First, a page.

The Renault-Nissan-Mitsubishi Alliance announced the 2030 roadmap in a two-hour-long presentation today, including the goal to unveil 35 new EVs across the three brands by 2030.
The upcoming electric vehicles will be mostly based on five common platforms, following a €23 billion ($25.7 billion) investment in the next five years. The Alliance says it’ll expand the use of common platforms, which is set to grow from 60% to more than 80% by 2026.
The five platforms will underpin 90% of the 35 new EV models and will include the CMF-AEV (Dacia Spring), the Kei-EV (for Kei cars), the LCV-EV (Renault Kangoo, Nissan Townstar), the CMF-BEV (Renault 5, Renault 4ever SUV and LCV, Alpine hot-hatch, Nissan Micra successor), and the CMF-EV (Nissan Ariya, Renault Megane E-Tech). The latter will serve as the base for more than 15 models by 2030 at the core of C-Segment and D-Segment EVs. The Alliance claims that their five EV platform strategy will result in the largest global offer in the industry.
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The already confirmed EVs for each brand
Starting with Mitsubishi, the company will reinforce its presence in Europe by adding two new models in its range based on Renault’s best-sellers. These will include the new-generation Mitsubishi ASX (B-SUV), which will likely share its underpinnings with the next Renault Captur and Nissan Juke models, plus another unnamed model – both coming in 2023.
Moving on to Nissan, the Japanese carmaker will unveil 23 electrified models by 2030 but it has yet to clarify how many will be fully electric. They added that the next Micra will be a purely electric model based on the CMF-BEV platform. The electric supermini will be designed by Nissan but engineered and manufactured by Renault in Northern France as a sibling to the Renault 5. We also expect a fully-electric crossover, rumored to be the successor of the Nissan Leaf and has already been teased in the past.
Last but not least, Renault has already previewed its future electric range in June 2021 so there are no new model announcements on this front. We already know that the Renault 5 supermini will start production before the end of 2022, with the Renault 4ever SUV and its LCV sibling following in 2024. Setting aside the EVs, Renault will launch a new seven-seater SUV based on the CMF-D architecture to sit above the upcoming Austral five-seater.
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Nissan Responsible For Solid-State Batteries, Renault For Connectivity
The 35 new EVs will need batteries and for that, the Alliance is planning to reinforce a common battery strategy to secure a global production capacity of 220 GWh by 2030. Following last year’s announcement for Envision AESC and Verkor as new battery suppliers for the Renault Group, the goal of the Alliance is to reduce battery costs by 50% in 2026, and by 65% by 2028, as key to making EVs more affordable. The next step will be the all-solid-state battery technology (ASSB) with Nissan being in charge of its development. The new battery technology will have double the energy density compared to the current lithium-ion batteries while reducing charging time to one-third. The first solid-state batteries will reach the market by mid-2028.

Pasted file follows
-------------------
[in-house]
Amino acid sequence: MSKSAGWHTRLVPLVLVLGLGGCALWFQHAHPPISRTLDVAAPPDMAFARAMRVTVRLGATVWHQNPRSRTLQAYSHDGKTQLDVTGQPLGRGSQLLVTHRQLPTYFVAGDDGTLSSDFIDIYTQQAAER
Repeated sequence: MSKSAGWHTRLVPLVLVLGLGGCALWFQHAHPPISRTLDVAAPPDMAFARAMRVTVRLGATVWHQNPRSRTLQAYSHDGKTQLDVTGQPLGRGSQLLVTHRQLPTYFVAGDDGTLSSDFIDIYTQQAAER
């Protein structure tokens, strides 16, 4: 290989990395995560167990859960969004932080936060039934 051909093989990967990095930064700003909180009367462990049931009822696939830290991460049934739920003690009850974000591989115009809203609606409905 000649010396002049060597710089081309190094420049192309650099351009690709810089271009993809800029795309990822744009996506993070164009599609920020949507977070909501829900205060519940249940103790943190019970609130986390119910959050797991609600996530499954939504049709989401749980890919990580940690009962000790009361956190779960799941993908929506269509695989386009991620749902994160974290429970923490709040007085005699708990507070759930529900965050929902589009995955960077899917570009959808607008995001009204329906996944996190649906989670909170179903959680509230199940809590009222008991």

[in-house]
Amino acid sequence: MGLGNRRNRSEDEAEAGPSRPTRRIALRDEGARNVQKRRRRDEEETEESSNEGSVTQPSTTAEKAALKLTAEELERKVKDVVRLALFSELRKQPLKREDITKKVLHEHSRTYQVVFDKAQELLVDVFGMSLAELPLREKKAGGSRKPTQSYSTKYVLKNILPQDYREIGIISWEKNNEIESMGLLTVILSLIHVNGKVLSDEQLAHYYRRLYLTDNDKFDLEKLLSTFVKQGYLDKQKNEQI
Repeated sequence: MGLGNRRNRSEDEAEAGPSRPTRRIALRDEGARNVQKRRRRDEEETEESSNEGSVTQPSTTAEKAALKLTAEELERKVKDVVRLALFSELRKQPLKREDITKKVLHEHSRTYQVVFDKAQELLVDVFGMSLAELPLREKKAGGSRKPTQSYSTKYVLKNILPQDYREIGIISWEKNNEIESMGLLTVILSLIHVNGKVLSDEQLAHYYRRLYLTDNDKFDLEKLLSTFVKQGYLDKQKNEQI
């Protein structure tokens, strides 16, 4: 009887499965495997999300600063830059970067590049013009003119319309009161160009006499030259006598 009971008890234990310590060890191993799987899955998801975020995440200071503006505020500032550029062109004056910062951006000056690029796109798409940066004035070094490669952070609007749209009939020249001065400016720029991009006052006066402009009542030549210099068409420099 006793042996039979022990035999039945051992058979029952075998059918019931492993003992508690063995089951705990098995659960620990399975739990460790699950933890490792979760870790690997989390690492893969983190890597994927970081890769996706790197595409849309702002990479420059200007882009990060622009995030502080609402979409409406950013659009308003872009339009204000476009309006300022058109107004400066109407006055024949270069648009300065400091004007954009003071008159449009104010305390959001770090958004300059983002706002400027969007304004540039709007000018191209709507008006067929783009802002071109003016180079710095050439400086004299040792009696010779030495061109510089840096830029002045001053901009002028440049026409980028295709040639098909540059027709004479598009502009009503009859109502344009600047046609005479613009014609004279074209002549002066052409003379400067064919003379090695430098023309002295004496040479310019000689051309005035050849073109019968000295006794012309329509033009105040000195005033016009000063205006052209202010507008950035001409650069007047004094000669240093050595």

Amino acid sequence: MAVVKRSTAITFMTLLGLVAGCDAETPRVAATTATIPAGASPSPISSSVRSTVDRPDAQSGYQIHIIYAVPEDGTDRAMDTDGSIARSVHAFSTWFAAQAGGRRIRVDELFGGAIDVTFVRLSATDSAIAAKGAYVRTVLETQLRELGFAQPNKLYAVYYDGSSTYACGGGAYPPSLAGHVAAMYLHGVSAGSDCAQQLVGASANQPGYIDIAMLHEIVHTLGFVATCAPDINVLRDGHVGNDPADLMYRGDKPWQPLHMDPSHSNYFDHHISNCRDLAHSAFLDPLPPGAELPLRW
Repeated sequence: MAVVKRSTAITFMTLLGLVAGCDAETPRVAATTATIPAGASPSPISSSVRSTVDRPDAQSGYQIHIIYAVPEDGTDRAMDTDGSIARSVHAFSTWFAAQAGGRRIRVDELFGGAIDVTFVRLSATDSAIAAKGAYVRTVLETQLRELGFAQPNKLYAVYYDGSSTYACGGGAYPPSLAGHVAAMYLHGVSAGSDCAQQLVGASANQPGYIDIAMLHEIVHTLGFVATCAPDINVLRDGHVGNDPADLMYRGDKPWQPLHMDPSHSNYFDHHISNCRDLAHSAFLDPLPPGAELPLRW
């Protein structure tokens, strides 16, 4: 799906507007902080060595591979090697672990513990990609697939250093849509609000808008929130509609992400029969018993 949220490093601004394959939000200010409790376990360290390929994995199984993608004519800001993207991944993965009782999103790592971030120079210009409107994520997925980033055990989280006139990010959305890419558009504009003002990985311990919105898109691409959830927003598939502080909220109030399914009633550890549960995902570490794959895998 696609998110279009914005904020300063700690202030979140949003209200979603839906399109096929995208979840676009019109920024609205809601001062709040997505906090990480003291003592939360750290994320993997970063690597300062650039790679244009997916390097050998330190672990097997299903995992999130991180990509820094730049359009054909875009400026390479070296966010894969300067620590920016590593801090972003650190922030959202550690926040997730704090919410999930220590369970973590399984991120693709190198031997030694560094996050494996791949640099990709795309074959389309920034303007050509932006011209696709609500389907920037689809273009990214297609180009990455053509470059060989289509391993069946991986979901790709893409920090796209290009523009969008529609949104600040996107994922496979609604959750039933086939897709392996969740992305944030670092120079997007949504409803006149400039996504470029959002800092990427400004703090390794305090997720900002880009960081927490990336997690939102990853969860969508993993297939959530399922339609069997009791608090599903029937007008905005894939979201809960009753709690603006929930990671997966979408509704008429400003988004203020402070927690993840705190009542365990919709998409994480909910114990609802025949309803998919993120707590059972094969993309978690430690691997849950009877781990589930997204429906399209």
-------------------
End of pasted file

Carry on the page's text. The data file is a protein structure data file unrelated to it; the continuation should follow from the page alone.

The Alliance is also focused on connectivity with 25 million vehicles connected to the Alliance Cloud by 2026, a significant increase compared to the 3 million connected vehicles today. Renault will be leading the way for the Alliance to develop a “common centralized electrical and electronic architecture” with the first “full software-defined vehicle” coming by 2025. Furthermore, the Alliance will be “the first mass-market OEM to introduce the Google ecosystem in its cars” offering over-the-air updates throughout the models’ lifecycle. In terms of ADAS, 45 Alliance models will be equipped with autonomous driving systems by 2026, with more than 10 million vehicles on the road.
The presentation comes a year and a half after Renault-Nissan-Mitsubishi announced its new business model to support the competitiveness of each brand and increase profitability. Jean-Dominique Senard, chairman of the Alliance, said: “The three member-companies have defined a common roadmap towards 2030, sharing investments in future electrification and connectivity projects.” while confirming the goal for the Alliance to become carbon neutral by 2050.